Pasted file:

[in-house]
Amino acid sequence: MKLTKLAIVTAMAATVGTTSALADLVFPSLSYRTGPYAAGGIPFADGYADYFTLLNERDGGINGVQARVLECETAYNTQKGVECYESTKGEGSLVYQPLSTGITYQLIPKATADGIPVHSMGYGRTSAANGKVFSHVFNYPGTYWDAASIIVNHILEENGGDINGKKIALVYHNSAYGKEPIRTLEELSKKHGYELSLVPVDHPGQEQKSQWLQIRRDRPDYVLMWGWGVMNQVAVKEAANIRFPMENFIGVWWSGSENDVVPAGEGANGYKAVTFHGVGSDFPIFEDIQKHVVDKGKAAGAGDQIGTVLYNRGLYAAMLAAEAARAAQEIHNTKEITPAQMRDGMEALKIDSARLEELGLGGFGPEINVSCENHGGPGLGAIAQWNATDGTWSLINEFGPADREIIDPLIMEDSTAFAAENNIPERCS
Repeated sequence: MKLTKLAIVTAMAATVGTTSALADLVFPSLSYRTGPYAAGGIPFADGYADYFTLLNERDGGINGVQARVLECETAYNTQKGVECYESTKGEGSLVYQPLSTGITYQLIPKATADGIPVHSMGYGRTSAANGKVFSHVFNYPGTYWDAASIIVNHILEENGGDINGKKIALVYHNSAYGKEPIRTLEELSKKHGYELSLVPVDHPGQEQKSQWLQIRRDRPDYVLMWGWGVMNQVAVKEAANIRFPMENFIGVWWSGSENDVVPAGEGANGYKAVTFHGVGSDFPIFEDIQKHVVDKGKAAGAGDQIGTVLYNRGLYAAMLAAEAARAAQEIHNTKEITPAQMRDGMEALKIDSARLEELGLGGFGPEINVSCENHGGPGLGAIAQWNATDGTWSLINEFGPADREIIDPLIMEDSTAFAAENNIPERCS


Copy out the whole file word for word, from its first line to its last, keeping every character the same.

[in-house]
Amino acid sequence: MKLTKLAIVTAMAATVGTTSALADLVFPSLSYRTGPYAAGGIPFADGYADYFTLLNERDGGINGVQARVLECETAYNTQKGVECYESTKGEGSLVYQPLSTGITYQLIPKATADGIPVHSMGYGRTSAANGKVFSHVFNYPGTYWDAASIIVNHILEENGGDINGKKIALVYHNSAYGKEPIRTLEELSKKHGYELSLVPVDHPGQEQKSQWLQIRRDRPDYVLMWGWGVMNQVAVKEAANIRFPMENFIGVWWSGSENDVVPAGEGANGYKAVTFHGVGSDFPIFEDIQKHVVDKGKAAGAGDQIGTVLYNRGLYAAMLAAEAARAAQEIHNTKEITPAQMRDGMEALKIDSARLEELGLGGFGPEINVSCENHGGPGLGAIAQWNATDGTWSLINEFGPADREIIDPLIMEDSTAFAAENNIPERCS
Repeated sequence: MKLTKLAIVTAMAATVGTTSALADLVFPSLSYRTGPYAAGGIPFADGYADYFTLLNERDGGINGVQARVLECETAYNTQKGVECYESTKGEGSLVYQPLSTGITYQLIPKATADGIPVHSMGYGRTSAANGKVFSHVFNYPGTYWDAASIIVNHILEENGGDINGKKIALVYHNSAYGKEPIRTLEELSKKHGYELSLVPVDHPGQEQKSQWLQIRRDRPDYVLMWGWGVMNQVAVKEAANIRFPMENFIGVWWSGSENDVVPAGEGANGYKAVTFHGVGSDFPIFEDIQKHVVDKGKAAGAGDQIGTVLYNRGLYAAMLAAEAARAAQEIHNTKEITPAQMRDGMEALKIDSARLEELGLGGFGPEINVSCENHGGPGLGAIAQWNATDGTWSLINEFGPADREIIDPLIMEDSTAFAAENNIPERCS